The word gained popularity in 1991 when Douglas Coupland included it in his satirical novel Generation X: Tales for an Accelerated Culture, but its appearance in print goes further back than that. In 1986, sociologist Amitai Etzioni published an article titled “The Fast-Food Factories: McJobs are Bad for Kids,” in which he thoroughly criticized places like McDonald’s, KFC and the like as detrimental to the growth and education of teenagers they employed. Etzioni described the fast-food chains as “breeding grounds for robots working for yesterday’s assembly lines, not tomorrow’s high-tech posts.” Going to need some ice for that burn. Mostly due to Coupland’s popularization of the word, though, McDonald’s complained, indignant at the disrespect aimed at the company by associating it with such a negative definition. It’s hard to feel sympathetic to a multi-million dollar corporation when they do stuff like this, however.
hip·ster noun 1. a person who follows the latest trends and fashions.
Methinks it’s time for an expanded definition for the word “hipster.” Considering how often it’s trotted out in articles, conversations and lists on Buzzfeed, it could be defined as “member of an arbitrarily categorized group of individuals or trends that journalists don’t quite know how to tackle but feel like they should still say something about it, right?” In his piece on Slate, Luke O’Neil points out that the word has become “a choose-your-own-ending story where every option leads to the same page, you standing there in some silly hat or other.” The etymology of the word itself is almost as much debated and divergent as the definition of a hipster. Due in part to the research David Dalby, a scholar of West African languages, some credence has been given to the word “hip/hep” deriving from the Wolof “hipi” – “to open one’s eyes.” The first written definition of “hipster” appeared on Harry Gibson’s 1944 album “Boogie Woogie in Blue,” defined as “characters who like hot jazz.” Maybe rigorously researching the etymology of the word can be the next cool thing?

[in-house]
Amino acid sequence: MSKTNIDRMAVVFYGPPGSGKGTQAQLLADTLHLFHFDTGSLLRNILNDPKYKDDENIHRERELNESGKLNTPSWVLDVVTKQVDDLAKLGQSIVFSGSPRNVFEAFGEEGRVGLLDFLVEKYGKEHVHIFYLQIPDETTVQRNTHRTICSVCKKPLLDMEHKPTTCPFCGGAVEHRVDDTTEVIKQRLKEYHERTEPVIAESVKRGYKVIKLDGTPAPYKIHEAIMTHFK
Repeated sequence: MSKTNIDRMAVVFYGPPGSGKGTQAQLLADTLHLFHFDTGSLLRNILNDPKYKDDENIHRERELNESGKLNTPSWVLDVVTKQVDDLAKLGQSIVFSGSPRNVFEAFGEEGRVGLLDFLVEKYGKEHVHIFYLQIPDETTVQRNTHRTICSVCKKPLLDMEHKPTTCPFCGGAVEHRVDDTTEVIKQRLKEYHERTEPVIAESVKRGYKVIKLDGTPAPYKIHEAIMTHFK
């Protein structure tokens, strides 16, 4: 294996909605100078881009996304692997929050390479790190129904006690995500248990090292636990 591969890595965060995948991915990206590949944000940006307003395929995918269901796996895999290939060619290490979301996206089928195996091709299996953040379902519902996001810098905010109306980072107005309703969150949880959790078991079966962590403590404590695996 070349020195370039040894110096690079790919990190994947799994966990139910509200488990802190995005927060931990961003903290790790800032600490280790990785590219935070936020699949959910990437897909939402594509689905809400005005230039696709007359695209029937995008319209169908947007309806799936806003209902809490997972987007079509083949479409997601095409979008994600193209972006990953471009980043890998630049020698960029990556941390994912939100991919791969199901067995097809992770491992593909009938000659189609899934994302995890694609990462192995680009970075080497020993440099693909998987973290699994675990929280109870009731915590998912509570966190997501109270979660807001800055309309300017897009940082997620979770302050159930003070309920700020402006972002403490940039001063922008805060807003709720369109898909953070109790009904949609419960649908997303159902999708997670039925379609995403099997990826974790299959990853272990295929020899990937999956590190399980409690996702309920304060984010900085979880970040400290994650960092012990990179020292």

Well, that was fun. I’d like to give a shout out to two more words: avocado and dord. Avocado, because I couldn’t help but giggle like a teenager when I first found out that the fruit gets its name from āhuacatl, the Nahuan word for “testicles.” Dord, on the other hand, is the little word that could. It never should have existed, but it made its way into the dictionary regardless and stuck around for a number of years. You can be a word if you like, dord, go on.